CPF Minimum Sum scheme must stay
I refer to the letter, “A middle path does not equal not taking a stand” (Dec 14, online), and in particular, the well-intended suggestion that we should not have the Central Provident Fund (CPF) Minimum Sum scheme.
The issue is a hot political topic, and those who call for it to be rescinded would get the public’s attention.
I know of a 72-year-old, who is single and now destitute. He has to depend on social welfare, as his monthly CPF payouts are inadequate.
He had sold his public flat, encouraged by a property agent, and lived in Indonesia to stretch his money.
But he spent it all in less than 10 years and is now suffering from the shock that the cash was insufficient to last him a lifetime.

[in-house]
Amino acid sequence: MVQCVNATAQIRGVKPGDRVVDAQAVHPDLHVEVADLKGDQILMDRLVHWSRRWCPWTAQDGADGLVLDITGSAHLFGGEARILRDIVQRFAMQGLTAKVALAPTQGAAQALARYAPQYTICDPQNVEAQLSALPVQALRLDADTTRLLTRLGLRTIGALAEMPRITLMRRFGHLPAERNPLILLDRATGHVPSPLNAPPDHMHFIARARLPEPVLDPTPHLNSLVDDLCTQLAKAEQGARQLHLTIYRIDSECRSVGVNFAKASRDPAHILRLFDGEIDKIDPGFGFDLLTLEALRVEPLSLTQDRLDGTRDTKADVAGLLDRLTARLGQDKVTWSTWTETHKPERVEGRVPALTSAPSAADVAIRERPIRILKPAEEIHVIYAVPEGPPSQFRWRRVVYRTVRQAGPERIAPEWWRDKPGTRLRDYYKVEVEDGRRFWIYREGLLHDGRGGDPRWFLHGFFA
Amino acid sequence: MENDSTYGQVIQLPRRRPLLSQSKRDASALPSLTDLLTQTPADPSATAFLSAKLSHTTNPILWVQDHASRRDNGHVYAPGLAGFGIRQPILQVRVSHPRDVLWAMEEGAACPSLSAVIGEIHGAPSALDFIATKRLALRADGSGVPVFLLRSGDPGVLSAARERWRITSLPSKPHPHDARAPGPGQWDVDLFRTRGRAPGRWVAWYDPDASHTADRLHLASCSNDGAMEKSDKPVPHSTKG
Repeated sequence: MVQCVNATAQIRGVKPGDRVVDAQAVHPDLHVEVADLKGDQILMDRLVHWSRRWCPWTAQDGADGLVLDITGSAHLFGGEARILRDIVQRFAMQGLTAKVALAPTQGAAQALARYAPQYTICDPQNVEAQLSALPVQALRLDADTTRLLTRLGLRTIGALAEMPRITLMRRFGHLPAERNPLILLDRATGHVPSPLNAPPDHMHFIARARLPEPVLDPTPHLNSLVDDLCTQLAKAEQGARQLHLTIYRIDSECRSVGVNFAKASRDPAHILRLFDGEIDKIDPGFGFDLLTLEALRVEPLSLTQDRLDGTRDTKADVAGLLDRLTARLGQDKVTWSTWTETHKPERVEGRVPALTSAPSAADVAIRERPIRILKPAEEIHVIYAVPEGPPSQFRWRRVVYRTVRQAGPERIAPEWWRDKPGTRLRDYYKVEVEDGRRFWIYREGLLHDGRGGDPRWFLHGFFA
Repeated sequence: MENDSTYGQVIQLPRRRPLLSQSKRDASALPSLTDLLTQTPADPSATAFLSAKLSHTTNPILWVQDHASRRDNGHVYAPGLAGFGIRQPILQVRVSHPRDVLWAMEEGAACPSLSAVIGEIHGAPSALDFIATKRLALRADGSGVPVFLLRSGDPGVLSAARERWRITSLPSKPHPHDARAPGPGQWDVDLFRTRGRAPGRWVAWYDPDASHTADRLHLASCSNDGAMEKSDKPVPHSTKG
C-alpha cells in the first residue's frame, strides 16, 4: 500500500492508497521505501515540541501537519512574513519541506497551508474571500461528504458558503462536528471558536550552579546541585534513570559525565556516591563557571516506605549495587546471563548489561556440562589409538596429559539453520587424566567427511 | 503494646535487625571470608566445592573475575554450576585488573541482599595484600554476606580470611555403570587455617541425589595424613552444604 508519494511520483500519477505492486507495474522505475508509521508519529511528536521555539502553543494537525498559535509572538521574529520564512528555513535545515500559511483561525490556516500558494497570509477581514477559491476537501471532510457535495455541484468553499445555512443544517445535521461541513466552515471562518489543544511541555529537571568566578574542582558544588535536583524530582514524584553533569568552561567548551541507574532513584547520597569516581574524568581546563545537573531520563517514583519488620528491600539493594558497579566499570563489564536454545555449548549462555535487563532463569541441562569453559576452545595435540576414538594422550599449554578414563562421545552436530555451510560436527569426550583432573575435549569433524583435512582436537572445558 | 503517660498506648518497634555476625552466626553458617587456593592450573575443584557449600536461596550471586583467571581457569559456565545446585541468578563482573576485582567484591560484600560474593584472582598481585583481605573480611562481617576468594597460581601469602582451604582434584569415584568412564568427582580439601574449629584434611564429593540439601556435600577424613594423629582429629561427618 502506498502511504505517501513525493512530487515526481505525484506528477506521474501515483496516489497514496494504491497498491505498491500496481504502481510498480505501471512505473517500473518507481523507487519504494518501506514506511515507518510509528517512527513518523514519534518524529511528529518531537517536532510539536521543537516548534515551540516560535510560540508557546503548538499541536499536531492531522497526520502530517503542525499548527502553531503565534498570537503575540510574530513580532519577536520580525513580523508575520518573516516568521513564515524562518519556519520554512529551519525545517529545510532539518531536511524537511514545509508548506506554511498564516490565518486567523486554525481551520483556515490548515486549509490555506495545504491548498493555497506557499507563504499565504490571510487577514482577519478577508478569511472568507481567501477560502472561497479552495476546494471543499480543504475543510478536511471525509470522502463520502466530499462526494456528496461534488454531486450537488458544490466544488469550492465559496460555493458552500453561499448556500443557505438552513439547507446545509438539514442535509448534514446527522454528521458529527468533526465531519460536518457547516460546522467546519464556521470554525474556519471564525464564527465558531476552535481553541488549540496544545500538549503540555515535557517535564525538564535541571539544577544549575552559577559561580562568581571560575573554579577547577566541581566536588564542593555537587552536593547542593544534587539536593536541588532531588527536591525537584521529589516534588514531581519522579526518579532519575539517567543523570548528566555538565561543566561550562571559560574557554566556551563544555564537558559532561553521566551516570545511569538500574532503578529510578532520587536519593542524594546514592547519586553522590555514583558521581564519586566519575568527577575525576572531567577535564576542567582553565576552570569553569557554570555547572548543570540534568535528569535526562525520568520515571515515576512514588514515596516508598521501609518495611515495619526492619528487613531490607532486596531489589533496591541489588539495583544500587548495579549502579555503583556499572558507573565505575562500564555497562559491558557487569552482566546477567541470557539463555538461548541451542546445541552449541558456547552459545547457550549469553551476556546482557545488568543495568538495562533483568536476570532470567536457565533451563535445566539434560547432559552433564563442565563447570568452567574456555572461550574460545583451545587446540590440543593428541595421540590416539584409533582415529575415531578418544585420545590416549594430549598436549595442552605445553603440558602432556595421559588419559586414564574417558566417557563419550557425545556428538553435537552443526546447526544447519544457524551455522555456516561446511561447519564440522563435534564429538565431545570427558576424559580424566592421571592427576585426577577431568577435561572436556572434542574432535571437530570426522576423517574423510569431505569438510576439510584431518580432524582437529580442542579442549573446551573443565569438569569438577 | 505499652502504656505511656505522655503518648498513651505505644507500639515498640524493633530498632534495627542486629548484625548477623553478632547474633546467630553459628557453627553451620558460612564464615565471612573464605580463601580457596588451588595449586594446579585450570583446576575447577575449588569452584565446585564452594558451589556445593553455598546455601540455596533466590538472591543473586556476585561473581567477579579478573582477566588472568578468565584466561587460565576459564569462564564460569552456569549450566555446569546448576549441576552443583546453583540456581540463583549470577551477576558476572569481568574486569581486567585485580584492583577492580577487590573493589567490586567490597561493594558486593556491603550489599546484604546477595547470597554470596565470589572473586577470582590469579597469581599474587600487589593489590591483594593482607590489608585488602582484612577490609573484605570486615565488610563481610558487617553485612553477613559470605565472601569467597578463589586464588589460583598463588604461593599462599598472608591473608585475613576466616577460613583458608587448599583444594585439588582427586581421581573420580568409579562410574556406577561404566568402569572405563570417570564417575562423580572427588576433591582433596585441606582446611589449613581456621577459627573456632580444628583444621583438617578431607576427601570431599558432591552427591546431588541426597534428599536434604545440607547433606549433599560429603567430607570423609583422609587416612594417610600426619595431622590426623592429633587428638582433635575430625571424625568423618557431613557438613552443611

Clearly, he was ill-advised by the agent, who did the sale for him with the selfish intention to earn the commission.
I am grateful the CPF Board has the Minimum Sum scheme in place. Without his CPF payouts, the state would have to give him more assistance, from taxpayers’ money, for life.
There might be many similar cases, and I hope the Housing and Development Board will have a system to monitor and advise the single elderly against cashing out their flats.
I also hope the Government will gather statistics on the number of destitute Singaporeans, by various categories of financial plight and background, who are receiving state assistance. This should be presented annually in Parliament.
It would be socially and politically expedient and responsible for the Government to highlight publicly what could be in store for our nation and future generations should we remove the CPF Minimum Sum scheme.
Tan Kok Tim